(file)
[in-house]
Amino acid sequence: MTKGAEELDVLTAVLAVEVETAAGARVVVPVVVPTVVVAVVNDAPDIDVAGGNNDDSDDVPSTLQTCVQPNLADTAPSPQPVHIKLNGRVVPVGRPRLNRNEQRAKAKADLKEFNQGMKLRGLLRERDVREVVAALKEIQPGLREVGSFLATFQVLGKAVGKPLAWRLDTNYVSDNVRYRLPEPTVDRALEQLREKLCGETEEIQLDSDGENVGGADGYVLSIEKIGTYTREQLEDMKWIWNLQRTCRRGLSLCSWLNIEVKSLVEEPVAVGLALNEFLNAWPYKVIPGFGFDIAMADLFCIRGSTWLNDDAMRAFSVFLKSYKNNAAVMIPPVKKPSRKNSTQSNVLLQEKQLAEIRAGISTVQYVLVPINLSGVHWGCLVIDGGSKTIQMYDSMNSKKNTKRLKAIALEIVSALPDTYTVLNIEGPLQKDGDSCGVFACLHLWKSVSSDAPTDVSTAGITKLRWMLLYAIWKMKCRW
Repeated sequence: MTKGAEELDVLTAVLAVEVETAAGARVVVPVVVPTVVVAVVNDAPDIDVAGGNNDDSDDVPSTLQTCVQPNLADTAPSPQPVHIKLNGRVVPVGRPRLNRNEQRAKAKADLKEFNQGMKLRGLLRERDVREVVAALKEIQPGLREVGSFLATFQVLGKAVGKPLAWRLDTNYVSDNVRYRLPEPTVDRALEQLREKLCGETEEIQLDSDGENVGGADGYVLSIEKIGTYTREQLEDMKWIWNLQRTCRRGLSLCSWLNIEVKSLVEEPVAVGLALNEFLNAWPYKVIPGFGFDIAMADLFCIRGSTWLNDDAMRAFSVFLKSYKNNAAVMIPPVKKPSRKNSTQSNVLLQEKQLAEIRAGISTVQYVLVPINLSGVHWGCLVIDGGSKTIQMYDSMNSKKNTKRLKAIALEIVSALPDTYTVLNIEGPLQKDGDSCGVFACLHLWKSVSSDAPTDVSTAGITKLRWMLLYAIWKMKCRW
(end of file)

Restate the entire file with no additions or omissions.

[in-house]
Amino acid sequence: MTKGAEELDVLTAVLAVEVETAAGARVVVPVVVPTVVVAVVNDAPDIDVAGGNNDDSDDVPSTLQTCVQPNLADTAPSPQPVHIKLNGRVVPVGRPRLNRNEQRAKAKADLKEFNQGMKLRGLLRERDVREVVAALKEIQPGLREVGSFLATFQVLGKAVGKPLAWRLDTNYVSDNVRYRLPEPTVDRALEQLREKLCGETEEIQLDSDGENVGGADGYVLSIEKIGTYTREQLEDMKWIWNLQRTCRRGLSLCSWLNIEVKSLVEEPVAVGLALNEFLNAWPYKVIPGFGFDIAMADLFCIRGSTWLNDDAMRAFSVFLKSYKNNAAVMIPPVKKPSRKNSTQSNVLLQEKQLAEIRAGISTVQYVLVPINLSGVHWGCLVIDGGSKTIQMYDSMNSKKNTKRLKAIALEIVSALPDTYTVLNIEGPLQKDGDSCGVFACLHLWKSVSSDAPTDVSTAGITKLRWMLLYAIWKMKCRW
Repeated sequence: MTKGAEELDVLTAVLAVEVETAAGARVVVPVVVPTVVVAVVNDAPDIDVAGGNNDDSDDVPSTLQTCVQPNLADTAPSPQPVHIKLNGRVVPVGRPRLNRNEQRAKAKADLKEFNQGMKLRGLLRERDVREVVAALKEIQPGLREVGSFLATFQVLGKAVGKPLAWRLDTNYVSDNVRYRLPEPTVDRALEQLREKLCGETEEIQLDSDGENVGGADGYVLSIEKIGTYTREQLEDMKWIWNLQRTCRRGLSLCSWLNIEVKSLVEEPVAVGLALNEFLNAWPYKVIPGFGFDIAMADLFCIRGSTWLNDDAMRAFSVFLKSYKNNAAVMIPPVKKPSRKNSTQSNVLLQEKQLAEIRAGISTVQYVLVPINLSGVHWGCLVIDGGSKTIQMYDSMNSKKNTKRLKAIALEIVSALPDTYTVLNIEGPLQKDGDSCGVFACLHLWKSVSSDAPTDVSTAGITKLRWMLLYAIWKMKCRW